Friday, July 27, 2018

New Outside Column About Old Parts

As I gird myself for a solid round of Jones testing today, I leave you with my latest column for Outside:


The inspiration for this particular treatise came when I passed my eleventy millionth rider with a subtly-hued and tastefully-patterned jersey, canvas handlebar bag, 32mm skinwall tires, and disc brakes.  Of course I like all these things, but being a dedicated contrarian, now that it's how you're supposed to do bikes it just doesn't have the same appeal.  Does this mean I suffer from the "indie syndrome" whereby I'm into something until it attains a certain degree of popularity at which point I announce contemptuously that I'm "over it"?  You're goddamn right it does!  Come on, the fact that I'm one of those assholes is the whole reason I started this blog in the first place!

So look for me in a vintage Primal jersey riding a bike with 23mm tires in a painstakingly contrived attempt to be different.


With that, I now grant you permission to leave work early and scamper off into the horizon on the bicycle of your choosing, and I will do the same.  See you next week, suckers.

Until then, I remain,

Yours and so forth,


--Tan Tenovo




34 comments:

pbateman likes the number 1 said...

podi-yummy chumps

pbateman read the article now said...

So, your pitch for skinny tires sound a lot like ads for Lifestyle Skyn condoms back in the day: "feel more of whats beneath you", "more thrumming"

I'm sure the disc brakes have their use, but for those of us that still consider snobby aesthetic as a very important factor into their bike builds, then i do hope the lovely little sculptures that are calipers never go away.

although i don't think i'll need to worry about this since i'm pretty sure my freaking frame is never getting painted.

SNOOBER, do you watch the TdF on the ad free option with the 2 dudes who aren't Phil, Paul and Bob, or do you put up with the ads to hear the soothing tones of Phil, Paul and Bob?

either way, its not been the most exciting TdF ....

Schisthead said...

Any intentional and serious bike critique merits the response "Go fuck yourself", then one merrily rides off into the colorful sunset.

Oh, and hate to break it to you bates, but disc brakes have calipers too...

Dooth said...

I'm thinking of putting a quality set of permanent fenders on my vintage beauty. But in order for the fenders to fit over 32mm tires I'll need to switch the calipers to Paul Components centerpulls, which go for about $400. Total cost with fenders will be around $500. Retro ouch.

Chazu said...

I'm in the midst of planning my next bike. It's been nearly years since I made an addition to my small collection, unless you count bikes for children and their mother.

So I have bikes with rim brakes, 9 speeds, and straight 1" head tubes. Not to mention forks with 1" steerer tubes.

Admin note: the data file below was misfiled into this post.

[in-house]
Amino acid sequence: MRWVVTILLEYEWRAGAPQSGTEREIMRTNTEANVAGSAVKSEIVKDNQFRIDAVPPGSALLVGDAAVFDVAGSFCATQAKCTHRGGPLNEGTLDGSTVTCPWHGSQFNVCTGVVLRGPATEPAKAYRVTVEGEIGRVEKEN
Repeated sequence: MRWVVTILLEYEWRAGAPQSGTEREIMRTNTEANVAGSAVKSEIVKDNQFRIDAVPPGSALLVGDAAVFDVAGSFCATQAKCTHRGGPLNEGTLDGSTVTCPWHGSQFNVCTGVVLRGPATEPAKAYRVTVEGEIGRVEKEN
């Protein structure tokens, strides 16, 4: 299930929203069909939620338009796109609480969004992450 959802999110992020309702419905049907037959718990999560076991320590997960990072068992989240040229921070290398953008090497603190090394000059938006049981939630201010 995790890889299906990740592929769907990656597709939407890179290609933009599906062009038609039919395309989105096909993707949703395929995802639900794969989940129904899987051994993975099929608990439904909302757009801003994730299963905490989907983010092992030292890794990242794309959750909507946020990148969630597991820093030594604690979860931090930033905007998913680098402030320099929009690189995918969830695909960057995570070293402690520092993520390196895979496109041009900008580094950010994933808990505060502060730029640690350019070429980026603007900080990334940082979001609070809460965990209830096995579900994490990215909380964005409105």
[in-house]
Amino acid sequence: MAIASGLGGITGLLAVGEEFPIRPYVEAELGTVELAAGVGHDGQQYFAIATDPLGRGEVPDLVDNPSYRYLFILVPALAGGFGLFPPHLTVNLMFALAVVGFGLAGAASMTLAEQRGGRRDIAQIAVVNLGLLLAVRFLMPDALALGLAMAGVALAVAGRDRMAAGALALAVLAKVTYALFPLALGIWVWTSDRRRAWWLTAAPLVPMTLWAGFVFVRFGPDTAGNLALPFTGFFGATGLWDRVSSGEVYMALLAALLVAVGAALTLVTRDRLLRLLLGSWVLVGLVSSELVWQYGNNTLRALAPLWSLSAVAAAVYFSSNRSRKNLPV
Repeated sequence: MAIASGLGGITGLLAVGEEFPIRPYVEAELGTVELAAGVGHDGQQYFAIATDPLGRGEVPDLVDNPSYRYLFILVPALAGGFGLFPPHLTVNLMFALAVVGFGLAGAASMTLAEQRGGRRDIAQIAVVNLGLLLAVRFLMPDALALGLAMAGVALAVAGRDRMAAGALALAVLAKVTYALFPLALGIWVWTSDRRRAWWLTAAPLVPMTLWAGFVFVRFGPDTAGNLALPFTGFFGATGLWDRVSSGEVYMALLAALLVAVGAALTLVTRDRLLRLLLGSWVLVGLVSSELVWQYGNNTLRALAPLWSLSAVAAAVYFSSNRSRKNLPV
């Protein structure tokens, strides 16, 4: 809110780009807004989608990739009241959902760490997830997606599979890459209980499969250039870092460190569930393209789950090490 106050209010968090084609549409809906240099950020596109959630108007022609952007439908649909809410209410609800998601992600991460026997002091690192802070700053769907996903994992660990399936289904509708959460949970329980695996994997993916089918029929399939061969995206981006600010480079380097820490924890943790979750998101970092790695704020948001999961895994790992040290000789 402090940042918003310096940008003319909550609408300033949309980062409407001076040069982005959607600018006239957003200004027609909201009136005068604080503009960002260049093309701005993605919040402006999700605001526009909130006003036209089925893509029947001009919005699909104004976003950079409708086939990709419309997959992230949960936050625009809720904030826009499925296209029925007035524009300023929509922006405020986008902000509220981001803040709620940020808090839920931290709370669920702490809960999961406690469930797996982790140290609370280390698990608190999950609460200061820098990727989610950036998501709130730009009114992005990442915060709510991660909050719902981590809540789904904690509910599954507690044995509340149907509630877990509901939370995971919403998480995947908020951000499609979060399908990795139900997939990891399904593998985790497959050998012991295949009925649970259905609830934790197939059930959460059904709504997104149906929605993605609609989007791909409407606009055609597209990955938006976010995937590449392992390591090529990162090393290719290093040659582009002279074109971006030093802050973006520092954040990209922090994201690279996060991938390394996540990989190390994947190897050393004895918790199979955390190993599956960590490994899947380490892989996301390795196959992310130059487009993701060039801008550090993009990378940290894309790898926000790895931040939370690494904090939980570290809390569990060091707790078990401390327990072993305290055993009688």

While I'm fine with wider, tapered head tubes and 11 (12, soon?) speed cassettes, I'm torn on the brakes. Yes, I want the latest tech. No, I don't want to maintain hydraulic brakes or deal with obsolete fork-mount bike racks. I don't want two, incompatible collections of wheels. The latest Ultegra calipers seem fine, but then so does the finely-modulated stopping power of disk brakes.

My next road bike is going to carry me into old-age, and I'm somewhat resigned to the notion of the bike having the inescapable, sloping top tube. But the damned brake choice is like an ancient parable. What would King Solomon do? He'd have a caliper on the front wheel, and a disk on the back.

dancesonpedals said...

Great to see the discs and calipers ready to rumble (which is the Shark, which the Jet?)

I was just saying to my wife that I never see anthropomorphic renderings of bike components anymore. I must have said it after intercourse; If I had said it before, there wouldn't have been any.

bad boy currently in the midlantic. said...

Another hot and steamy day in the DC area.t-storms are a-comin'.

Anonymous said...

Wildcat, 32mm tires are so yesterday, 47mm Horizons are all the rage!

Just built up my new Lilac, VO Polyvalent and it has most of the newest Chi-Chi bits; 650B, WTB Horizons, Dick Brakes, Albastache bars, Wald basket and in the fall . . . . . wait for it . . . . . . FENDERS!!!

It's crushing the 14 mile commute!

How's that for Smug Commuter bike shaming?? ;-)

-masmojo

bike tube guy said...

OK, consider me leaving work early and scampering off on the indie fredmobile bike of my choosing (before the fire and brimstone storm scheduled for NYC this afternoon).

Just curious said...

Was Roglic drafting behind the motorbike or not?

Bon weekend 'a tous!

Pist Off said...

Pbateman with the velo you want to be jaune, aren’t there other painter options in the area? I’m following along for updates daily. Love me some RB-1.
Also, did I miss any mention of the TdF peloton getting partially teargassed? Aggro cops are all over I guess.

Some guy from upstate said...